I resolved to test out sitting closer when I am in Amma’s presence and during any other program that I attend. Tuesday evening, I sat in the fourth row of auditorium chairs during the bhajan program. On Wednesday, I sat cross-legged on the temple floor watching Amma give darshan and later did the same sitting next to the brahmacharinis (female monks) when they sang. Tears ran down my cheeks as I experienced the music, just like they used to in the early days.
[Note: I’m making a big deal about sitting cross-legged because I didn’t know that I could still do that, especially for a whole program. I discovered that my back felt better sitting that way than it does when I sit in a chair. Also, there is a large section for floor sitting in front of the chairs, so if I sit there I will be closer to the front of the room.]
On Thursday, I sat cross-legged on the floor during morning archana and did that again when the women residents sang their series of Sanskrit chants soon after darshan started. That same evening, I sat cross-legged on the floor when Swami Pranavamrita sang during darshan. Once again, I experienced the bhajans in a way that I hadn’t experienced for years. My mind was (relatively) silent and I experienced a combination of joy and peace.
Is a new day dawning for me? It sure feels like it is.
To read the previous posts in this series click here.
In my June 8 post, I shared my concern that the stairs near our Greenbelt site were being painted. I had come to the conclusion that it was a good opportunity for me to practice both accepting change and letting go.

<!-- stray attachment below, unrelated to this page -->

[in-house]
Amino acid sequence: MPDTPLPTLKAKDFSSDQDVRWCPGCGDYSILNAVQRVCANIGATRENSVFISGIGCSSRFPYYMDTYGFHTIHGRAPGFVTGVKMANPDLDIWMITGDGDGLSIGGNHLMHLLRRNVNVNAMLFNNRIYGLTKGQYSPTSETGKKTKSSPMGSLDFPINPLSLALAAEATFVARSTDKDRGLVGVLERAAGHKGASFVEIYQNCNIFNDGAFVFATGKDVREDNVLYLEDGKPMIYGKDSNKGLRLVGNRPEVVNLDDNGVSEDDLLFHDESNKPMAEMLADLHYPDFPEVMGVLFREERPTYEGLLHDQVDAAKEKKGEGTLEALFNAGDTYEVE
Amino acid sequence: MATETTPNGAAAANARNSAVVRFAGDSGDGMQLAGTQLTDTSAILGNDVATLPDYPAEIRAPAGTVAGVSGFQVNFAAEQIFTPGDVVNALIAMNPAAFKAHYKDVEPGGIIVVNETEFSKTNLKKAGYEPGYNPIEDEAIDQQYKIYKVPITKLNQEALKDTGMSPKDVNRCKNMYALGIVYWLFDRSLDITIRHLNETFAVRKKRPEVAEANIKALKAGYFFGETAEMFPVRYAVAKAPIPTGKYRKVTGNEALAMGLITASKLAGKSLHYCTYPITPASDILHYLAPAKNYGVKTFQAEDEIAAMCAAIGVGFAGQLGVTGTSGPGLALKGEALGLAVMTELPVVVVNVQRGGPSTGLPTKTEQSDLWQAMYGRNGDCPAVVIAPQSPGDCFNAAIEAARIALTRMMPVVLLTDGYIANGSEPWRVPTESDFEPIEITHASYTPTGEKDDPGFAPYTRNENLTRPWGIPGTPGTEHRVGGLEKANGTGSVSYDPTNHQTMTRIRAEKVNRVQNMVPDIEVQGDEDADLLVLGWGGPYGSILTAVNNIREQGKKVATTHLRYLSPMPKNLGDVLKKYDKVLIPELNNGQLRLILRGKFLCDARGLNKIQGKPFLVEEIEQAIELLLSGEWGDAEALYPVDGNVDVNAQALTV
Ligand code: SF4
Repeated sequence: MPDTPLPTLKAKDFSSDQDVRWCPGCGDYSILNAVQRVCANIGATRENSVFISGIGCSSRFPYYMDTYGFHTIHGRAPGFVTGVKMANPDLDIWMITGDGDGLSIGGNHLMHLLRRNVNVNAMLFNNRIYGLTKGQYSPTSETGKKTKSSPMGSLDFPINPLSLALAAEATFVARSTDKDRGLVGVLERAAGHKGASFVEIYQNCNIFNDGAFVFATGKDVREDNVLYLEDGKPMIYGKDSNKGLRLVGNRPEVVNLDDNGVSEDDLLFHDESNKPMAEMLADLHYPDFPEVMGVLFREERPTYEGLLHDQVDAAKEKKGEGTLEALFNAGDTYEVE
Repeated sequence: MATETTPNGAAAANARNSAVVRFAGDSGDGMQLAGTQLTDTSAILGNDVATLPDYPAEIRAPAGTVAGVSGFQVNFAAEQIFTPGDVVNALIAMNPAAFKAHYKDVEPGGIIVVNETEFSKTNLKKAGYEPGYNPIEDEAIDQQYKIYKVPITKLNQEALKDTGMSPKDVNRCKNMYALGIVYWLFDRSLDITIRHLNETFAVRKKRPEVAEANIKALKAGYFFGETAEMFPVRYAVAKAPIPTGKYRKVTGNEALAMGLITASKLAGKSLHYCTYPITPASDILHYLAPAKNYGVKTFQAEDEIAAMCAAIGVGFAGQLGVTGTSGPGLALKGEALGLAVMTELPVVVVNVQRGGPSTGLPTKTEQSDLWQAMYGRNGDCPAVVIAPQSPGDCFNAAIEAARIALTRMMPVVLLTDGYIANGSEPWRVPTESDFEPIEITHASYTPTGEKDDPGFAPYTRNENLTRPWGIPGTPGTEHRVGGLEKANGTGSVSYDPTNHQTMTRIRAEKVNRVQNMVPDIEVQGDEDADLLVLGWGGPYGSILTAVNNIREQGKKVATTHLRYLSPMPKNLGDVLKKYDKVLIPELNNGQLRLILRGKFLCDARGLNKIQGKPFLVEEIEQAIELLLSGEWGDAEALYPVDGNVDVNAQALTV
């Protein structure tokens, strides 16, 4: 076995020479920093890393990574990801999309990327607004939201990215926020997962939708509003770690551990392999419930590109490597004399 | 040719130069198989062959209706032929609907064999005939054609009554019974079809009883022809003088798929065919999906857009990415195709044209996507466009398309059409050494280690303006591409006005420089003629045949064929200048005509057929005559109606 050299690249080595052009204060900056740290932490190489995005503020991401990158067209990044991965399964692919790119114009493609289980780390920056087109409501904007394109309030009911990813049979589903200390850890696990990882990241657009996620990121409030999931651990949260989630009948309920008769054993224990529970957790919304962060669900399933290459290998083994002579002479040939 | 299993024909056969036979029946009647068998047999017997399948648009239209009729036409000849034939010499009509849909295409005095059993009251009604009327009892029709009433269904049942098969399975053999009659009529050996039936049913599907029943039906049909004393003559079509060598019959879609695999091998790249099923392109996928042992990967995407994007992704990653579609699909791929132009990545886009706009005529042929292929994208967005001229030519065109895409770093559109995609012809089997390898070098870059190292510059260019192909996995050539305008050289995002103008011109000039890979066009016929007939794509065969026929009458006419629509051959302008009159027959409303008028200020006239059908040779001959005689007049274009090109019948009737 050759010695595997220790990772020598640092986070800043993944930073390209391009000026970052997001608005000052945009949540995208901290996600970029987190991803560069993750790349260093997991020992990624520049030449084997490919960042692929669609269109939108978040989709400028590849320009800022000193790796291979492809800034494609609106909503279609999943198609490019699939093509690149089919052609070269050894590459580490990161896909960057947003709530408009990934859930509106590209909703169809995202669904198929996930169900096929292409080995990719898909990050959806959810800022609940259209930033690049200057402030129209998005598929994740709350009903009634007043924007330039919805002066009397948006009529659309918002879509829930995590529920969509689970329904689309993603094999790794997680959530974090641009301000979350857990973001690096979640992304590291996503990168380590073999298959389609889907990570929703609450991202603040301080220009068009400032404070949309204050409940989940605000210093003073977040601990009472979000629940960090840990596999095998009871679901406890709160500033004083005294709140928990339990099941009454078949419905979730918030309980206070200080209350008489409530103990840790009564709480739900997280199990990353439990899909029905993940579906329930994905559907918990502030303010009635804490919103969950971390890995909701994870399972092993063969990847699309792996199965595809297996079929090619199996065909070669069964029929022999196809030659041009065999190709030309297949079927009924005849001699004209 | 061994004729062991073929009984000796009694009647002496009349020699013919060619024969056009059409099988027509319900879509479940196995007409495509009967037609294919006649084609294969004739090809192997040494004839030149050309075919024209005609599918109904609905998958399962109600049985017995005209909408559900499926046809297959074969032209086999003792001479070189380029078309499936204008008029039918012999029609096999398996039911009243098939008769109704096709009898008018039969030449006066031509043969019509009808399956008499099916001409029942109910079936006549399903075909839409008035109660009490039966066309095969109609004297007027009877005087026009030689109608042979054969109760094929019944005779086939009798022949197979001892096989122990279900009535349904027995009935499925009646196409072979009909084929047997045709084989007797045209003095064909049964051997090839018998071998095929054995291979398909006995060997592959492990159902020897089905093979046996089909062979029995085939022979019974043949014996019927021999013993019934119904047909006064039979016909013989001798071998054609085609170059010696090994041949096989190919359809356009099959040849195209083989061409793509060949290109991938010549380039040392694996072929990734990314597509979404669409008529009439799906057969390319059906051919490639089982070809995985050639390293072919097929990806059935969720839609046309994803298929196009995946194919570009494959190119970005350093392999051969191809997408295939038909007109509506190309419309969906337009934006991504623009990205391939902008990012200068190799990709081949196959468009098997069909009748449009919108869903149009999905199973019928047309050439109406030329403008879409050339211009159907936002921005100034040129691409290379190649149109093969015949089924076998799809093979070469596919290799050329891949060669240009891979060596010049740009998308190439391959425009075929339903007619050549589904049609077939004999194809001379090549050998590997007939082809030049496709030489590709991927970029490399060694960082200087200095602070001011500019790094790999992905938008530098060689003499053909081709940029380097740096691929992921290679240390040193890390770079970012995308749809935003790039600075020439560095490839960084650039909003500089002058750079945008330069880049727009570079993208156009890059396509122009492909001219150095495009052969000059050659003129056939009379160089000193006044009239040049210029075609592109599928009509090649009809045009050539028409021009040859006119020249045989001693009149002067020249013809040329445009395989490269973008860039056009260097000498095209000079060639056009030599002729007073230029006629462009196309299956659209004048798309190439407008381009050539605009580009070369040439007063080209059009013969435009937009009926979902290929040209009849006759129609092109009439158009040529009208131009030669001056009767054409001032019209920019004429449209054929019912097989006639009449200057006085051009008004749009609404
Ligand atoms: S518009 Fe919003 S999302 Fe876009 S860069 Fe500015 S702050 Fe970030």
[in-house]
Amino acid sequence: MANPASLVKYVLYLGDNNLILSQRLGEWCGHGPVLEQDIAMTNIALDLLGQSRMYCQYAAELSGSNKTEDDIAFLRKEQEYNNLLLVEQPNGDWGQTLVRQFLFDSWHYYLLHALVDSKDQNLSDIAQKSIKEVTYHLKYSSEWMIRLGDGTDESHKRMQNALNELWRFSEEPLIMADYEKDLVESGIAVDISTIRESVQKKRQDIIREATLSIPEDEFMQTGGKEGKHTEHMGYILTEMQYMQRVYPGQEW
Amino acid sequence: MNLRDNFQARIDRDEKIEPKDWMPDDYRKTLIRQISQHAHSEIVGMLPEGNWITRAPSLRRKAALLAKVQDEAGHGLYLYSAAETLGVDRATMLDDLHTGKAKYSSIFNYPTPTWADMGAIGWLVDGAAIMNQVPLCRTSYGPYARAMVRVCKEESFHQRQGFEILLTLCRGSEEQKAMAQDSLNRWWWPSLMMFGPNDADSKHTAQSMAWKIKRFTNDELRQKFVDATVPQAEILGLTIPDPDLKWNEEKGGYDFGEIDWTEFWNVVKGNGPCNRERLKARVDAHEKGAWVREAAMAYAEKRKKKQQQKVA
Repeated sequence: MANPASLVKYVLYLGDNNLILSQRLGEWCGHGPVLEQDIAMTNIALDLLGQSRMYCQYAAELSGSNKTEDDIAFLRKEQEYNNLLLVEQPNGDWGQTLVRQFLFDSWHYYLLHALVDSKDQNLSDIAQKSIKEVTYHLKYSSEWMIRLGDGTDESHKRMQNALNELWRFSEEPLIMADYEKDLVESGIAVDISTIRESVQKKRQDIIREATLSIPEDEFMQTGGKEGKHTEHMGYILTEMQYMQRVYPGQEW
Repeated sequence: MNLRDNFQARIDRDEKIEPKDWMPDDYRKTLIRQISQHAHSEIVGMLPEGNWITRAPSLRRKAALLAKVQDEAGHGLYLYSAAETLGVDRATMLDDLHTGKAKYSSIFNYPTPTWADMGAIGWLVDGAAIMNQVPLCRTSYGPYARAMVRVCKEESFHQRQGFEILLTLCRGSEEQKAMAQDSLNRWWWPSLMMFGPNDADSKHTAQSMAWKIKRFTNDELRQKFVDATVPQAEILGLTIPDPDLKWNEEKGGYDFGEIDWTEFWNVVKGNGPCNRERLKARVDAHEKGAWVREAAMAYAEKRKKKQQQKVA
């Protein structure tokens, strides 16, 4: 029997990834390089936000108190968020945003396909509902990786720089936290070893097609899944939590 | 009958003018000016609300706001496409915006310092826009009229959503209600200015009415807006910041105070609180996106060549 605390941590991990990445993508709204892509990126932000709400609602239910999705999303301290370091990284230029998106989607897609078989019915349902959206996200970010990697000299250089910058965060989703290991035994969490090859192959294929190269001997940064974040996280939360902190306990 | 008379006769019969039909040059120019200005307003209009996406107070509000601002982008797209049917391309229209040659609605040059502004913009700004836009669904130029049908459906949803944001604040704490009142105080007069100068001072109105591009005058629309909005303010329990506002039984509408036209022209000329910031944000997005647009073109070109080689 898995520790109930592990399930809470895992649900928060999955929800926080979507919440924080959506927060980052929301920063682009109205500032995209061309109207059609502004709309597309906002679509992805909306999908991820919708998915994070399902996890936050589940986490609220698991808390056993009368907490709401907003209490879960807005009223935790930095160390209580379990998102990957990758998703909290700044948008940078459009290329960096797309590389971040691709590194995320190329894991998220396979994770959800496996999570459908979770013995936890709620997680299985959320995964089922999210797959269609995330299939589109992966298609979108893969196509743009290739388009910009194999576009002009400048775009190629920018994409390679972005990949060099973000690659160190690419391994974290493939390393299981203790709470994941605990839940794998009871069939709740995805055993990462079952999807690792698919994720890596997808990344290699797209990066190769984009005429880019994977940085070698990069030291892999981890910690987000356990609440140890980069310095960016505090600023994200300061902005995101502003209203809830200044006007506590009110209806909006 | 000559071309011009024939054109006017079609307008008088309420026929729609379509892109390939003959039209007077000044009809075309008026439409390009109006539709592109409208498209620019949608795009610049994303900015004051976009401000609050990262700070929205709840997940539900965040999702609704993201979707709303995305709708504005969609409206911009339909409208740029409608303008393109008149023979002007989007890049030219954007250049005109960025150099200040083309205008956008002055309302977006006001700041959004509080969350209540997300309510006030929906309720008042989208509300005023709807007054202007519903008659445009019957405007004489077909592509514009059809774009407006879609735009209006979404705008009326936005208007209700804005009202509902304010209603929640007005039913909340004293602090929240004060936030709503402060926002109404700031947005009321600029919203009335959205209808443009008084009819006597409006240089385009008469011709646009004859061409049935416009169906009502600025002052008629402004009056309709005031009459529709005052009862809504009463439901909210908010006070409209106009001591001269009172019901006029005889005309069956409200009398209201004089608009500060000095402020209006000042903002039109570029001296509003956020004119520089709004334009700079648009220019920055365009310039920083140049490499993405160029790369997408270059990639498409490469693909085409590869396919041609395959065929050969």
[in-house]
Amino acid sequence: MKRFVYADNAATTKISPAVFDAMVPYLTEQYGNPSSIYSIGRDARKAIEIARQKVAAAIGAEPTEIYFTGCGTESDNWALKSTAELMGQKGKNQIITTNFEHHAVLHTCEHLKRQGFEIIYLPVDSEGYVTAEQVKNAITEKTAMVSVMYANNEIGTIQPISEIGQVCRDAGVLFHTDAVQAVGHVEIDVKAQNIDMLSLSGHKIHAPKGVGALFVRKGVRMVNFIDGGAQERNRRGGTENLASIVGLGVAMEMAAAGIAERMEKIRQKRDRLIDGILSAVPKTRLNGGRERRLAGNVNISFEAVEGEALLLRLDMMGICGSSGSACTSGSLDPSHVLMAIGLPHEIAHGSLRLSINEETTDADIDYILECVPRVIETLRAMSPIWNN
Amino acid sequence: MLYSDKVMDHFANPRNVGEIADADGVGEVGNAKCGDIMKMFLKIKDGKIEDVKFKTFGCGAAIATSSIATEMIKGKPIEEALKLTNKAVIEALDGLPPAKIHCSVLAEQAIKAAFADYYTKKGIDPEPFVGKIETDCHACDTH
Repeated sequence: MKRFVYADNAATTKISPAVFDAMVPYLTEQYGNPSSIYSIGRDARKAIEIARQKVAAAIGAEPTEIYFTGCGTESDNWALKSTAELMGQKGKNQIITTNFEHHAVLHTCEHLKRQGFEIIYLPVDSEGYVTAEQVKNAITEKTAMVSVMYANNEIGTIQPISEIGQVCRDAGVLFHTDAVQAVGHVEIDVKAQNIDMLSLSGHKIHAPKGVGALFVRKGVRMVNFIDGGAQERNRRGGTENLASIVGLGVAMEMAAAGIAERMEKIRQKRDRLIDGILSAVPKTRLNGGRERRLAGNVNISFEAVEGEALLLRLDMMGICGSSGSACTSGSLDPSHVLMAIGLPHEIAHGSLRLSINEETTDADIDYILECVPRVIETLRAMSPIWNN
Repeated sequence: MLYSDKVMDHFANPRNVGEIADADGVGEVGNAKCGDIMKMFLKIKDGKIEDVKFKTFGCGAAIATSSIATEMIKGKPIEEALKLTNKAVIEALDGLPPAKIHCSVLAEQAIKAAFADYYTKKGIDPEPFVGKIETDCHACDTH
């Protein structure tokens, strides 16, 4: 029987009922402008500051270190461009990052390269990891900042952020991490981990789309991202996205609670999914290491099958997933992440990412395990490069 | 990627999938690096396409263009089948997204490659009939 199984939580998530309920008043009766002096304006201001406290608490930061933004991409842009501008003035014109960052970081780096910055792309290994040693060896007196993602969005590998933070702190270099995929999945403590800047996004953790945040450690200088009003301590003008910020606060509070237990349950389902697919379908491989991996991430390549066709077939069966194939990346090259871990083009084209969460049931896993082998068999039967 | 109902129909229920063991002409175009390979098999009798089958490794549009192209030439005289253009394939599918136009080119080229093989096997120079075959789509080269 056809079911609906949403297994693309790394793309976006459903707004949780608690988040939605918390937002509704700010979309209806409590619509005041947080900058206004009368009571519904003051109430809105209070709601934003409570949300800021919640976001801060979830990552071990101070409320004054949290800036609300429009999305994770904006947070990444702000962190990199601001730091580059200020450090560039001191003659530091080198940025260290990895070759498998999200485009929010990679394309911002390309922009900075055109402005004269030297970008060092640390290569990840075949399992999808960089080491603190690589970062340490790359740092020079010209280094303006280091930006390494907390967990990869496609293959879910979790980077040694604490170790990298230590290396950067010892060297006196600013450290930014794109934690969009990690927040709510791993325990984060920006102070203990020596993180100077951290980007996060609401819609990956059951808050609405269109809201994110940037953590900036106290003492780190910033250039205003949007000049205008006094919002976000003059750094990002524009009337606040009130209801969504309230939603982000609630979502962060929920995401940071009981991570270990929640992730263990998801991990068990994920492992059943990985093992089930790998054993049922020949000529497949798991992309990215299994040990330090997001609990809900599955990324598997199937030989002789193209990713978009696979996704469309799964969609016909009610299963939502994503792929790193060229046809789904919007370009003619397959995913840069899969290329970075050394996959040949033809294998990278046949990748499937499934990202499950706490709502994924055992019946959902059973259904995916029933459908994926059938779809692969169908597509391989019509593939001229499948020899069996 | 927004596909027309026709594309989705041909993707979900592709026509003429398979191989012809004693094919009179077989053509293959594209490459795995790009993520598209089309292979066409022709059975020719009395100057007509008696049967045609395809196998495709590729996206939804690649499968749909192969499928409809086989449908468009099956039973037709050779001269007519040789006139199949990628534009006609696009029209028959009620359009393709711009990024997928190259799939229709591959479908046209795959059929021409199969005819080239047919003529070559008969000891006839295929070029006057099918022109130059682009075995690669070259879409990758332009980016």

When the stairs below ours were finished, I thought the optical illusion was cool but another concern arose. Our stairs are much smaller and closer together than those. I wondered if the bright paint would be overwhelming. I decided to stick with my decision to consider it an opportunity to not worry; to let go and accept whatever change came my way.
The stairs closest to our site were to be painted on Saturday. That afternoon, I decided to check it out. I was delighted with what I saw. The colors are beautiful. Instead of painting the sides of each step, like they did in the area below ours, the painters painted the cement border that goes between the various landings. They also painted the “bench” at the top of the stairs. (I put bench in quotes because it used to be the mount for a bulletin board.)
I’m so glad I decided to see this experience as a “lesson” rather than worrying or fretting about it. I couldn’t be happier with the results.
The last week in April, a friend sent me an email that said an artist, working with Seattle Department of Transportation’s Safe Routes to School project, was painting staircases around Seattle. The notice also said that the next steps to be painted were the Hanford Stairs, the stairs that border our Greenbelt restoration site.
When I saw the photo I was concerned. I couldn’t imagine something so bright going through the forest. I didn’t understand how painting the stairs would make walking to school safer, but thought that anything that accomplished that goal would be a good thing. I liked that she was inviting community members to help paint. In addition, I knew that this unexpected change would be an opportunity for me to practice letting go and suspending judgment.